When God hands the law down to Moses in the Torah, he defines right and wrong. He created human life and therefore has the authority to deem what is good and what is bad. 

Mankind claiming authority to determine reality strikes at the core of human sin. In the Garden of Eden, the major shift that leads to eating from the tree occurs when Adam and Eve decide to define reality for themselves. God essentially said, “eating from the tree of knowledge of good and evil is bad. It will harm you. Kill you, in fact.” 

But the key turn occurs when Eve eats from the tree after “[she] saw that the tree was good for food, and that it was a delight to the eyes, and that the tree was to be desired to make one wise.” After that shift, “She took of its fruit and ate, and she also gave some to her husband who was with her, and he ate.” 

A central element in the downfall of Adam and Eve involved a shift in the seat of authority. God had objectively defined eating from the tree as bad. Adam and Eve subjectively overruled and decided to define reality on their own terms. They deemed the fruit to be good. This choice was destructive in ultimate terms. 

I would not accuse an instructor of deliberately trying to indoctrinate my child into a specific worldview. I would imagine the intent is to create as safe environment for transgender students. Nevertheless, when a gender pronoun introduction occurs, my child is being pulled into an exercise that presumes that we as humans define reality. The presuppositions of that exercise communicate, “We will all go around and pronounce how we individually define our own physical reality.” 

So if my daughter is in a group situation where the instructor or leader initiates a pronoun introduction, I have taught her to say in a humble, kind, and respectful tone, “God made me female, you can call me ‘she / her / hers.’” 

In leading up to this discussion, we reviewed New City Catechism Question #4:
Q: How and why did God create us? 

A: God created us male and female in his own image to glorify him. 

We talked about how God created and defined reality, namely gender in the context of this conversation. We interpret reality through God’s word, rather than constructing it ourselves. I taught my daughter to open by saying, “God made me female” to reinforce that the definition of life and meaning starts with God, not mankind. 

In truth, when the day comes that my child encounters a gender pronoun introduction, I am not as worried about the form of the language she uses. According to her own conscience through prayer and the guidance of the Holy Spirit, she may determine that it is unwise to use the statement I taught her in certain contexts. My bigger concern revolves around her understanding the ideological and theological difference between a biblical worldview and one of human self-construction. I am teaching her to reject the notion that we as human beings can define reality on our terms. I want to reiterate that life lived on God’s terms is hopeful, life-giving, and peaceful; life on our own terms is self-destructive, isolating, and self-centered.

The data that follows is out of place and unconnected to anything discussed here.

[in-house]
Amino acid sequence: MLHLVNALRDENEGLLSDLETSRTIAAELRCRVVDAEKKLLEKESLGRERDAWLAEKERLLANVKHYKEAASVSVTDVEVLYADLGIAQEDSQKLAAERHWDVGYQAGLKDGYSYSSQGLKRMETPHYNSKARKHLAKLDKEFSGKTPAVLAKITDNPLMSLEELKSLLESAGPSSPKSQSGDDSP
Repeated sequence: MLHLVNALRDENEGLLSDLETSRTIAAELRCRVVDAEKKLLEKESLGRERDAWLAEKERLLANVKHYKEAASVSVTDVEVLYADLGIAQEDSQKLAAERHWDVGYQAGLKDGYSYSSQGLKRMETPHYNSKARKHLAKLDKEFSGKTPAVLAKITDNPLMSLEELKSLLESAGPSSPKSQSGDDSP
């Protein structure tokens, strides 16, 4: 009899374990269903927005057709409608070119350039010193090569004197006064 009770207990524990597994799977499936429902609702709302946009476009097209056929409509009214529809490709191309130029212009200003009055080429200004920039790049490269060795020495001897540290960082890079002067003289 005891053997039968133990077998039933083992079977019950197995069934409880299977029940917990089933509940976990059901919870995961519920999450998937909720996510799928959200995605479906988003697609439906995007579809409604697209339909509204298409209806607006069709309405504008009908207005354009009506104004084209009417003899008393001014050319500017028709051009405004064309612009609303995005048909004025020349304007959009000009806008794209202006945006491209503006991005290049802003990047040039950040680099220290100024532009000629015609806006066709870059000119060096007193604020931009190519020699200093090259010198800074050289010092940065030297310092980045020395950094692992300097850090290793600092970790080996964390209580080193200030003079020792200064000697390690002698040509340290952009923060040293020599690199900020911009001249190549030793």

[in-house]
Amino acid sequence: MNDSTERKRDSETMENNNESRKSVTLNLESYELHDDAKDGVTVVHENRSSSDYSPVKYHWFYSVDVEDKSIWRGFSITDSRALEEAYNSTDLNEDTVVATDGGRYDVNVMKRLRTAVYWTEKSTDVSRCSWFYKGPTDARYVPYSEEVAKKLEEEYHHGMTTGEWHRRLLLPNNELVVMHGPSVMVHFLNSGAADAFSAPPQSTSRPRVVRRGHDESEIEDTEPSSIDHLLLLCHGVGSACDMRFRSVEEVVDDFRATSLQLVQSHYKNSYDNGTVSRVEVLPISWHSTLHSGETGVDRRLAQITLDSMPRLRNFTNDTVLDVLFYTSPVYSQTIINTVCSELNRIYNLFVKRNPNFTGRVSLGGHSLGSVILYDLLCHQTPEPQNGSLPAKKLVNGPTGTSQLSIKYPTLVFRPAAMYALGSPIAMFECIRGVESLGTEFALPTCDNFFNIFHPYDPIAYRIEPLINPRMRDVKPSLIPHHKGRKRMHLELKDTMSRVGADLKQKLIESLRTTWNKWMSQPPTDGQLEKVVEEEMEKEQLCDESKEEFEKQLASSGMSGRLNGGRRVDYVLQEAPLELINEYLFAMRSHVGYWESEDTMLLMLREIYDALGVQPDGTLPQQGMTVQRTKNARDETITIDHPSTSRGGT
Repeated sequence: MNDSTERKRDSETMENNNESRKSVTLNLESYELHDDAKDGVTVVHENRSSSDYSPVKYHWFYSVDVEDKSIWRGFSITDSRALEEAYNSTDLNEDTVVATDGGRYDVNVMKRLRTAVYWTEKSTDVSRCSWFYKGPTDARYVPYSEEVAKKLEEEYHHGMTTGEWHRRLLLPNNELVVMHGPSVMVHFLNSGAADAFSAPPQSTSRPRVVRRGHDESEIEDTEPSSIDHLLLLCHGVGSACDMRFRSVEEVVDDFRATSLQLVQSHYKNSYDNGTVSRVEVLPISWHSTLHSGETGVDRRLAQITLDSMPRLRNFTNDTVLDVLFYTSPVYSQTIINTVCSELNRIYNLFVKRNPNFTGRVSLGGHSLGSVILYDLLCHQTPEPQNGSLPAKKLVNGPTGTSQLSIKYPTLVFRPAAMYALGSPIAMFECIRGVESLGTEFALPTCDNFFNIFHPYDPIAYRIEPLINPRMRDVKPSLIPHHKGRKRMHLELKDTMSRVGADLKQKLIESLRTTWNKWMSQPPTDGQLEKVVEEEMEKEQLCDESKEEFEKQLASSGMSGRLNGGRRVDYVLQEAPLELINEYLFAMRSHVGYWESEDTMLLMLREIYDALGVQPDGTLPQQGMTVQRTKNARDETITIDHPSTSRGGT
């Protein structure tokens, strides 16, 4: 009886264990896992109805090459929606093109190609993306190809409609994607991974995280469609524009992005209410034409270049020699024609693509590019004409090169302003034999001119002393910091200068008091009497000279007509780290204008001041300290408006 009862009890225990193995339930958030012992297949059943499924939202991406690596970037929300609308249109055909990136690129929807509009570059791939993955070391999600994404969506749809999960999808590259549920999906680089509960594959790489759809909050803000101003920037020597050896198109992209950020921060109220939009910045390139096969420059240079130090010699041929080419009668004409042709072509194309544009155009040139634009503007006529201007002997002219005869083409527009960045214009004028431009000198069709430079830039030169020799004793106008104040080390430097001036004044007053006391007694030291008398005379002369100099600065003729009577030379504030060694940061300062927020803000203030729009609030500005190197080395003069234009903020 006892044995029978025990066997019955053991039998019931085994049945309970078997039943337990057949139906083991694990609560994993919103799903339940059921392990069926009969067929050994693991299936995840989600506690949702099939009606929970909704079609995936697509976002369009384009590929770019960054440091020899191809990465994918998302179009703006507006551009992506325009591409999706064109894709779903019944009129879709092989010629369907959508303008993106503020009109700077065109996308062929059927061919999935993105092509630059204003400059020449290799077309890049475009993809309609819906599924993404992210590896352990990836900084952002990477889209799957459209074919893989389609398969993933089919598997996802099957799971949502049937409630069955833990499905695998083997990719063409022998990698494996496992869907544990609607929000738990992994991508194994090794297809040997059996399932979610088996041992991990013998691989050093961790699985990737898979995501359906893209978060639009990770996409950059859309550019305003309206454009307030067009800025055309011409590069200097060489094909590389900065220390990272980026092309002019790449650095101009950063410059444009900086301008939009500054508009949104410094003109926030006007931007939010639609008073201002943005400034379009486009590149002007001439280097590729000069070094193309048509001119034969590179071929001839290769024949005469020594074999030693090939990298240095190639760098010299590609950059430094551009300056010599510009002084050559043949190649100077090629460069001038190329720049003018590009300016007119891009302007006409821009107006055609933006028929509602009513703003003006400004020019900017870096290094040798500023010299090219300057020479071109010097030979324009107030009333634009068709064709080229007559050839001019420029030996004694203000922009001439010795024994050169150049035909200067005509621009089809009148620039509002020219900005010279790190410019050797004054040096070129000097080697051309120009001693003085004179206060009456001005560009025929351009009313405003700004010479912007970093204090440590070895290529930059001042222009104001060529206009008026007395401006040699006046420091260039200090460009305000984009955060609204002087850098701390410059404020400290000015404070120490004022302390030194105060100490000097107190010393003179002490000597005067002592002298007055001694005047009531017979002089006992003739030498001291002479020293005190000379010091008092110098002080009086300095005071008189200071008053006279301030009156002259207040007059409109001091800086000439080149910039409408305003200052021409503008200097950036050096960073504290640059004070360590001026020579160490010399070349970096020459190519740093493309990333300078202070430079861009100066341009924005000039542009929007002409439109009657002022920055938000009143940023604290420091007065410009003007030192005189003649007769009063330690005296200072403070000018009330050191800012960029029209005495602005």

Many Christian parents are very, very afraid of the world into which we are sending our children, with the transgender issue ranking high on the list of concerns. Rather than fixating on whether or not our daughters will have a biological male using the bathroom stall next to them, our time is better spent having conversations about human dignity and the role of scripture in understanding life. I would recommend that we see the opportunity of these conversations to highlight the incoherence of a self-constructed reality versus the soundness and wisdom of life understood according to God’s word. 

See also The Gender Warriors Aren’t Helping Kids (But the Church Hasn’t Helped Much Either).

Cameron Cole has been the Director of Youth Ministries for eighteen years, and in January of 2016 his duties expanded to include Children, Youth, and Families. He is the founding chairman of Rooted Ministry, an organization that promotes gospel-centered youth ministry. He is the co-editor of “Gospel-Centered Youth Ministry: A Practice Guide” (Crossway, 2016). Cameron is the author of Therefore, I Have Hope: 12 Truths that Comfort, Sustain, and Redeem in Tragedy (Crossway, 2018), which won World Magazine’s 2018 Book of the Year (Accessible Theology) and was runner up for The Gospel Coalition’s Book of the Year (First-Time Author). He is also the co-editor of The Jesus I Wish I Knew in High School (New Growth Press) and the author of Heavenward: How Eternity Can Change Your Life on Earth (Crossway, 2024). Cameron is a cum laude graduate of Wake Forest University undergrad, and summa cum laude graduate from Wake Forest with an M.A. in Education. He holds a Masters in Divinity from Reformed Theological Seminary.